I am a special education teacher. I understand how parents of special children feel. It is not really easy to accept a child with disability. Parent will likely go through stages of negative feelings such as anger, guilt, denial, compromise and depression, before acceptance become possible. A special child is indeed a child. He is unique, special. Let this "specialness" be his strength and not a weakness. Parents should be proud that they were chosen to care for them 'cause God knows they can. Understanding and loving the child unconditionally will help them grow and reach their full potential. I would like to share what my college professor love saying about special children: "If a special child is given all the love he needs, he will be smiling, hugging and responding positively all the more.. If given all the trust he needs, he will be believing in himself all the more.. If given all the opportunities he needs, he will be growing in skills and values all the more.. It is only when a special child is loved, trusted and given all the opportunities to grow that he becomes very much a part of living." :)
@clownfish (3276)
• United States
2 Feb 07
Hi! I just wanted to say that what you wrote is very true and very moving. Thanks! :-)
2 people like this
• Canada
31 Jan 07
Regardless of the child's challenges, I'd do my best to get the child the help s/he needs. I have challenges, a physical challenge that affects mobility, and I am legally blind. My parents weren't ashamed of me, and got me the help I needed, and now I am successful in my life. Why would anyone be ashamed of a child with a challenge? It's beyond me. No I would not be ashamed if my child was autistic.
2 people like this
• Philippines
10 Feb 07
yeah, being ashamed wouldn't change anything. instead, ypu have to move on and accept everything and do the right thing.
@jolala (70)
• United States
31 Jan 07
I also have a son with autism and I'm far from ashamed of him! He is a very intelligent boy and brings a unique perspective to life. Like the previous poster I'm not thrilled with the tantrums but it's part of life for us. We encourage him to be himself and encourage his strengths. Just like other people have their own strengths and weaknesses - so does he.
2 people like this
• Philippines
2 Feb 07
nice to hear that most of you guys are good parents and really know your responsibilities.
1 person likes this
• United States
6 Feb 07
i am autistic. many of us can be very gifted, so autism isn't the end of the road. you find the right care, you may find it's only a beginning. true, i didn't start talking really until 8. however, i graduated early from highschool and got an aa degree from a jr college.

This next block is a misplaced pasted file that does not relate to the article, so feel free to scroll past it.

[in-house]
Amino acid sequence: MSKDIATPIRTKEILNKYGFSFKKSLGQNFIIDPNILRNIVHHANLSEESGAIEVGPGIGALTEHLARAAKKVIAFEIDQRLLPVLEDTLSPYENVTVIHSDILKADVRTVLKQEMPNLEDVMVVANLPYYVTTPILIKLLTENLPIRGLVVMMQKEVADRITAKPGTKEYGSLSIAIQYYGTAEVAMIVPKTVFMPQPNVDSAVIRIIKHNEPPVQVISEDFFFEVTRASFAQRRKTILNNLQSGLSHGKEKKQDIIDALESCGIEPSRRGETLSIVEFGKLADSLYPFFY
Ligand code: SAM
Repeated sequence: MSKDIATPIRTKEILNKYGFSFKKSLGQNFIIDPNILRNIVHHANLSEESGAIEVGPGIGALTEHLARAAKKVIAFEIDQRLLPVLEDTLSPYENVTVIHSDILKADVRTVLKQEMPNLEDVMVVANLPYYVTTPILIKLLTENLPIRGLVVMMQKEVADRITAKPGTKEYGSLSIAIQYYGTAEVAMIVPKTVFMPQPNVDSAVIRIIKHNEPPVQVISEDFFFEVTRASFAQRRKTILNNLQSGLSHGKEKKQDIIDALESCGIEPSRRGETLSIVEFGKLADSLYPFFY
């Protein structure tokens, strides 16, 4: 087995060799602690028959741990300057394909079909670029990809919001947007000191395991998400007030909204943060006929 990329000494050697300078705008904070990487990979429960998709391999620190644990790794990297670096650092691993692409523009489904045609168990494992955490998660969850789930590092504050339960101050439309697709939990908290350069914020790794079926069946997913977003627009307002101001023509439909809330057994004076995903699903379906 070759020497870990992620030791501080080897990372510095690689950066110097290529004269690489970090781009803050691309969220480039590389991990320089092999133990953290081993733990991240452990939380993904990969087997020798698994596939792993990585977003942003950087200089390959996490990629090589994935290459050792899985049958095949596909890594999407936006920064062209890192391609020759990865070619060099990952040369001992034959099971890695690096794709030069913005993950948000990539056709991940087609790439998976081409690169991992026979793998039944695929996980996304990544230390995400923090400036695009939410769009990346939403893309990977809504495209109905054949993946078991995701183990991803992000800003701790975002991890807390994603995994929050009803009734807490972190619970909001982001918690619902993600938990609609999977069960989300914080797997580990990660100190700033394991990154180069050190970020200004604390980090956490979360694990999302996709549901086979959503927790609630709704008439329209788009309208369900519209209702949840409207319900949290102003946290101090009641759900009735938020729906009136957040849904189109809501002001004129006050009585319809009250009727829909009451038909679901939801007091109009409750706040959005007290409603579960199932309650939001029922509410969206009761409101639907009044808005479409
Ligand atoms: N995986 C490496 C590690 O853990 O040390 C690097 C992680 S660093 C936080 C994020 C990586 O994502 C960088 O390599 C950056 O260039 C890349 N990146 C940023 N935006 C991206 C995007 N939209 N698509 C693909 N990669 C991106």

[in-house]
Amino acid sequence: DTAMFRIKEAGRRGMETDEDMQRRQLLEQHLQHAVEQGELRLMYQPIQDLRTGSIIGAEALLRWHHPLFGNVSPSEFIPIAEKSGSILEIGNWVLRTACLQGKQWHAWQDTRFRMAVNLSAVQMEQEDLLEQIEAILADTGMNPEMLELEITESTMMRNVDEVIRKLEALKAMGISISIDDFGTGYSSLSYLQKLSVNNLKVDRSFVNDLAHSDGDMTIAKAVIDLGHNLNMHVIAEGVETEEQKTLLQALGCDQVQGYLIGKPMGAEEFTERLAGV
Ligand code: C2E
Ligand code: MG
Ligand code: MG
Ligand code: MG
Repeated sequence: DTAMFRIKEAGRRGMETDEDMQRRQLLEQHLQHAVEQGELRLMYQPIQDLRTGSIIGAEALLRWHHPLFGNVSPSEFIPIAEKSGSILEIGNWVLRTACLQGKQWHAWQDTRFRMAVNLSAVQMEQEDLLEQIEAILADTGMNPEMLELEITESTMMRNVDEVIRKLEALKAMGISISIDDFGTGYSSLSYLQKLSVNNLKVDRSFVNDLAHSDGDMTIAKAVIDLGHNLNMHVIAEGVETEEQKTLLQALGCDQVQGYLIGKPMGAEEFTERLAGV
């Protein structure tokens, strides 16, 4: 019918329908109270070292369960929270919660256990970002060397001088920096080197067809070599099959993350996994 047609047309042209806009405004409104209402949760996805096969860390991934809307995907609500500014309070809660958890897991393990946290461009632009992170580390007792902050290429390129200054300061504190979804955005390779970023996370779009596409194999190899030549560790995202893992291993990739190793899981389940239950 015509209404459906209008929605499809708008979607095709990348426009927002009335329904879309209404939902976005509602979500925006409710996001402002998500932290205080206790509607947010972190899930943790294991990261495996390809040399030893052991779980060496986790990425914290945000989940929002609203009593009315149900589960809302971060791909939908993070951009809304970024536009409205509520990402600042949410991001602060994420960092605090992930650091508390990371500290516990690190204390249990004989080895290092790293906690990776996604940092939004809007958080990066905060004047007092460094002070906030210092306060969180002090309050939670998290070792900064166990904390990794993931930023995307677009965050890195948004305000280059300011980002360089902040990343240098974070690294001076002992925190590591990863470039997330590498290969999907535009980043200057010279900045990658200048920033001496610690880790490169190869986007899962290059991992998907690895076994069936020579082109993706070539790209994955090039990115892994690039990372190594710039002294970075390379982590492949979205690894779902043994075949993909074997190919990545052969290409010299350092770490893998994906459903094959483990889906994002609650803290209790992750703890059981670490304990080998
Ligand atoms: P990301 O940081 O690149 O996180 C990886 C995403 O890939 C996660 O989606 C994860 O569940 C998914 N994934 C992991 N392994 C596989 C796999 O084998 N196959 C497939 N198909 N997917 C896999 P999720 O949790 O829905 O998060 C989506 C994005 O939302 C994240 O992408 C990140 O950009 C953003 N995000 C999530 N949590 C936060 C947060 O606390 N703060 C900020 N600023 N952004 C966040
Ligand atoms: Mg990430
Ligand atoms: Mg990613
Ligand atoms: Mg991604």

1 person likes this
@bulutoy2k (176)
• Philippines
6 Feb 07
Why should we ashamed if a child is autistic? It is a gift from God. Every child has the right to live and be nurtured with love. An equal treatment to other children should also be experienced by an autistic child. If so happened that I have an autistic child I will proudly present him to other family members and friends. I will not hide him from other people. I will enroll with to an institution that would provide him basic education.
@Swinghi (53)
• United States
6 Feb 07
I am not ashamed. What I am ashamed of is the way I treat him sometimes when I am upset at his behavior. I know it isn't always his fault but sometimes I lose my cool. He is a good kid and I love him a lot, I just hope I can become a better dad to support him
1 person likes this
@mobyfriend (1019)
• Netherlands
2 Feb 07
I have an autistic child and I never felt ashamed of him. Instead I try everything in my power to make his life worth while. Every child is precious.
1 person likes this
@Mulpsy (24)
• New Zealand
2 Feb 07
I have a son that has autism. I would never feel ashamed of him. I have no reason to - what is normal? Occasionally he can embaress us when we go out, but its all part of his condition so we dont worry too much about it. He is what he is, nothing I can do about it. I made a site about him at http://autism.cashhosters.com/_sgg/f10000.htm
1 person likes this
@jaredlp (418)
• United States
2 Feb 07
I read the earlier post about the parents going through the cycle of feelings and i totally agree. I see it all the time as a I work in a assisted living home. I also read as many used the words special and normal and such, and couldnt help but wanting to ask the question would you use the same words when discribing some one that doesnt have the ablity to spell well, to draw plans on building a house, draw a picture period. How many reading this are able to solve algerbric equations without useing a calculater (i know i didnt spell that right). I guess my piont is we all have special ablities and that is what makes us normal. We as a society need to stop puting the labels on people that have visible differances and remember they (the finger pointer) is special in some way too, and would they like it if everyone labeled them by that disablity. In reply to the question of would i be ashamed no, no i would just be another proud parent.
1 person likes this
@hazydazy (783)
• United States
2 Feb 07
Absolutely not!! People need to stop staring and learn more about the world and those who inhabit it. There are all kinds of things out there that people do not understand and are not willing to learn about. If they would stop staring and pointing at those who are different, it would be a lot better world.
1 person likes this
• Canada
1 Feb 07
I have a son with Autism, and no I am not ashamed of him. I actually feel very proud of him for trying as hard as he does just to get through an average day. Life is a real challenge for him, and he really does well. He is a lesson in perserverence and strength.
• United States
20 Feb 07
I find the question to be quite insulting - to use the word ashamed in the same breath as saying you have a child with autism. Why was this question posted? Do you have a child or just curious to learn more from parents of kids with autism? The question was offputting and then your responses to the questions are the opposite, so what gives?
@albert2412 (1782)
• United States
11 Feb 07
I am not ashamed of my autistic child. I love him very much and am trying to get him well. He is better, but nit well yet.
• United States
7 Feb 07
I have a child who is autistic. No, I don't feel ashamed about it. Its nothing to be ashamed of. He is an amazing little boy and the light of my life.